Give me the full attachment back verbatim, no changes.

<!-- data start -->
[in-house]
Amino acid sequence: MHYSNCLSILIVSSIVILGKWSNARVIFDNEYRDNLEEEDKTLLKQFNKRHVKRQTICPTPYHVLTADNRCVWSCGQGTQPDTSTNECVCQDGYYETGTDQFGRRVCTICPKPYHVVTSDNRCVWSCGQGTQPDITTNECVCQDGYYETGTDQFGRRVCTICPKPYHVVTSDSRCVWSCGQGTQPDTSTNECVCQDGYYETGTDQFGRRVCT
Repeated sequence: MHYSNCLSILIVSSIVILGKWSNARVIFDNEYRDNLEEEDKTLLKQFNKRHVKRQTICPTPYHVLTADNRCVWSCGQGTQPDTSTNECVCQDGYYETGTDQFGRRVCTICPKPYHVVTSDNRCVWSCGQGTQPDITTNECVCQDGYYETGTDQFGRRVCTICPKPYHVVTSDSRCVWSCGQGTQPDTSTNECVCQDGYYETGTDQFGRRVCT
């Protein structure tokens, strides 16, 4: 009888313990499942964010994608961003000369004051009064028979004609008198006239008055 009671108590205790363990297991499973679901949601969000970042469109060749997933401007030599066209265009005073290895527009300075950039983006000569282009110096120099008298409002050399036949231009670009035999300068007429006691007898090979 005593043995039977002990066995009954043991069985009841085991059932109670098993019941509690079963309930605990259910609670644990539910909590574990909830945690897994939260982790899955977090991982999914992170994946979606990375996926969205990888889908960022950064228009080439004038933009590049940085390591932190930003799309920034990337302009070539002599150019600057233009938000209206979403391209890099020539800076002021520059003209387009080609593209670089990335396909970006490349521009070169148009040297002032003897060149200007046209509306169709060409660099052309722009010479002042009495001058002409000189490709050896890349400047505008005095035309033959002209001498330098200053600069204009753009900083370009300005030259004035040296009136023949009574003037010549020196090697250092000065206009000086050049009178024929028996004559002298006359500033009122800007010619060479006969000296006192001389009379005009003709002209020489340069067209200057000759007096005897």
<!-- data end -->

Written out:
[in-house]
Amino acid sequence: MHYSNCLSILIVSSIVILGKWSNARVIFDNEYRDNLEEEDKTLLKQFNKRHVKRQTICPTPYHVLTADNRCVWSCGQGTQPDTSTNECVCQDGYYETGTDQFGRRVCTICPKPYHVVTSDNRCVWSCGQGTQPDITTNECVCQDGYYETGTDQFGRRVCTICPKPYHVVTSDSRCVWSCGQGTQPDTSTNECVCQDGYYETGTDQFGRRVCT
Repeated sequence: MHYSNCLSILIVSSIVILGKWSNARVIFDNEYRDNLEEEDKTLLKQFNKRHVKRQTICPTPYHVLTADNRCVWSCGQGTQPDTSTNECVCQDGYYETGTDQFGRRVCTICPKPYHVVTSDNRCVWSCGQGTQPDITTNECVCQDGYYETGTDQFGRRVCTICPKPYHVVTSDSRCVWSCGQGTQPDTSTNECVCQDGYYETGTDQFGRRVCT
């Protein structure tokens, strides 16, 4: 009888313990499942964010994608961003000369004051009064028979004609008198006239008055 009671108590205790363990297991499973679901949601969000970042469109060749997933401007030599066209265009005073290895527009300075950039983006000569282009110096120099008298409002050399036949231009670009035999300068007429006691007898090979 005593043995039977002990066995009954043991069985009841085991059932109670098993019941509690079963309930605990259910609670644990539910909590574990909830945690897994939260982790899955977090991982999914992170994946979606990375996926969205990888889908960022950064228009080439004038933009590049940085390591932190930003799309920034990337302009070539002599150019600057233009938000209206979403391209890099020539800076002021520059003209387009080609593209670089990335396909970006490349521009070169148009040297002032003897060149200007046209509306169709060409660099052309722009010479002042009495001058002409000189490709050896890349400047505008005095035309033959002209001498330098200053600069204009753009900083370009300005030259004035040296009136023949009574003037010549020196090697250092000065206009000086050049009178024929028996004559002298006359500033009122800007010619060479006969000296006192001389009379005009003709002209020489340069067209200057000759007096005897």